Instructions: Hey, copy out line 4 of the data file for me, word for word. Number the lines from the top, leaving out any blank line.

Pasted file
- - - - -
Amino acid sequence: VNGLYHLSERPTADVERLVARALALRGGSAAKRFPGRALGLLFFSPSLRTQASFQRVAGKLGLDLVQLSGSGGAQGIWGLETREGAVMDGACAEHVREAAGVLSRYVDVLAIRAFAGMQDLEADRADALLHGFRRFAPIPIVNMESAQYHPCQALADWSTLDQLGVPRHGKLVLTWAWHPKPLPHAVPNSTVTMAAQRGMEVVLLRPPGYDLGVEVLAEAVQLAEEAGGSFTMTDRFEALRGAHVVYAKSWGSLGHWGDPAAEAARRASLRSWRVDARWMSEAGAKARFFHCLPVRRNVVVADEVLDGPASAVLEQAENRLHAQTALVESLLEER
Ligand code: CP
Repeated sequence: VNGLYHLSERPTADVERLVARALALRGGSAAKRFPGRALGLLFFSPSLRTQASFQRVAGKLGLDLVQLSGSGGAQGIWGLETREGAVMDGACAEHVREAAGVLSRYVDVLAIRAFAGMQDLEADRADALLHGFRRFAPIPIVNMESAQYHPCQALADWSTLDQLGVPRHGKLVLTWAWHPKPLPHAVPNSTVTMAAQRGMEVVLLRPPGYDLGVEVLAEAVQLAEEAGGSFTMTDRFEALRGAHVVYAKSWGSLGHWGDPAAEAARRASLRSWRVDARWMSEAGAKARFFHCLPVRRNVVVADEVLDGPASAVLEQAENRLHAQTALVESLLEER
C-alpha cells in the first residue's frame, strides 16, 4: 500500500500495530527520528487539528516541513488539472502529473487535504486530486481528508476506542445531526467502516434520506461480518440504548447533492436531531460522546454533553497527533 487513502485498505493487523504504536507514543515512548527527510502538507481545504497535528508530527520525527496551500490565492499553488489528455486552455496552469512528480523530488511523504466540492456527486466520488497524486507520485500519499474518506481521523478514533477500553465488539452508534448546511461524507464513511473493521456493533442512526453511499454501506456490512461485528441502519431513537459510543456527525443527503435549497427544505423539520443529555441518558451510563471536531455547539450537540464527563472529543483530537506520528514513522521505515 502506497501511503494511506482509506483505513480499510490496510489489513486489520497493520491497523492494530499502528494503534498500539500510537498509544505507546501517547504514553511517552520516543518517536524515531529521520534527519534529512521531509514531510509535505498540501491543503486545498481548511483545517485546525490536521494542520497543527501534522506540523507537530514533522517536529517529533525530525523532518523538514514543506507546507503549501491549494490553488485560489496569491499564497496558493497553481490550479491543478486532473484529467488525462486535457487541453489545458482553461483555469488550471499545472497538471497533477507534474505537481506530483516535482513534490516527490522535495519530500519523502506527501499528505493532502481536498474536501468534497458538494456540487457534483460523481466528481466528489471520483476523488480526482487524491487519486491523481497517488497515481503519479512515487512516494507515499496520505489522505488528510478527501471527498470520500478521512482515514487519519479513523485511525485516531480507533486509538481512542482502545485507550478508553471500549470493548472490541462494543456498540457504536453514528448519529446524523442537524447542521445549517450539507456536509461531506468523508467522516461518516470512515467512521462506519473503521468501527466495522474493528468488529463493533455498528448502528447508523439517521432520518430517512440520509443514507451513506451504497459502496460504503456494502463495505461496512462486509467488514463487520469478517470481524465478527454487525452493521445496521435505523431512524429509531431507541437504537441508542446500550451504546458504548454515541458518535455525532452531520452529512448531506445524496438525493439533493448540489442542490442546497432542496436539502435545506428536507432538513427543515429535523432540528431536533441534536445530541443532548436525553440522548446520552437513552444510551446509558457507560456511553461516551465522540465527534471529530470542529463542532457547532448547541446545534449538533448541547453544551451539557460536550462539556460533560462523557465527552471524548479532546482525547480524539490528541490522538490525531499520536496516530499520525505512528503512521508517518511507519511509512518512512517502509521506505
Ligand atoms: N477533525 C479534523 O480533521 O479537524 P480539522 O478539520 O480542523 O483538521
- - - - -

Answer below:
C-alpha cells in the first residue's frame, strides 16, 4: 500500500500495530527520528487539528516541513488539472502529473487535504486530486481528508476506542445531526467502516434520506461480518440504548447533492436531531460522546454533553497527533 487513502485498505493487523504504536507514543515512548527527510502538507481545504497535528508530527520525527496551500490565492499553488489528455486552455496552469512528480523530488511523504466540492456527486466520488497524486507520485500519499474518506481521523478514533477500553465488539452508534448546511461524507464513511473493521456493533442512526453511499454501506456490512461485528441502519431513537459510543456527525443527503435549497427544505423539520443529555441518558451510563471536531455547539450537540464527563472529543483530537506520528514513522521505515 502506497501511503494511506482509506483505513480499510490496510489489513486489520497493520491497523492494530499502528494503534498500539500510537498509544505507546501517547504514553511517552520516543518517536524515531529521520534527519534529512521531509514531510509535505498540501491543503486545498481548511483545517485546525490536521494542520497543527501534522506540523507537530514533522517536529517529533525530525523532518523538514514543506507546507503549501491549494490553488485560489496569491499564497496558493497553481490550479491543478486532473484529467488525462486535457487541453489545458482553461483555469488550471499545472497538471497533477507534474505537481506530483516535482513534490516527490522535495519530500519523502506527501499528505493532502481536498474536501468534497458538494456540487457534483460523481466528481466528489471520483476523488480526482487524491487519486491523481497517488497515481503519479512515487512516494507515499496520505489522505488528510478527501471527498470520500478521512482515514487519519479513523485511525485516531480507533486509538481512542482502545485507550478508553471500549470493548472490541462494543456498540457504536453514528448519529446524523442537524447542521445549517450539507456536509461531506468523508467522516461518516470512515467512521462506519473503521468501527466495522474493528468488529463493533455498528448502528447508523439517521432520518430517512440520509443514507451513506451504497459502496460504503456494502463495505461496512462486509467488514463487520469478517470481524465478527454487525452493521445496521435505523431512524429509531431507541437504537441508542446500550451504546458504548454515541458518535455525532452531520452529512448531506445524496438525493439533493448540489442542490442546497432542496436539502435545506428536507432538513427543515429535523432540528431536533441534536445530541443532548436525553440522548446520552437513552444510551446509558457507560456511553461516551465522540465527534471529530470542529463542532457547532448547541446545534449538533448541547453544551451539557460536550462539556460533560462523557465527552471524548479532546482525547480524539490528541490522538490525531499520536496516530499520525505512528503512521508517518511507519511509512518512512517502509521506505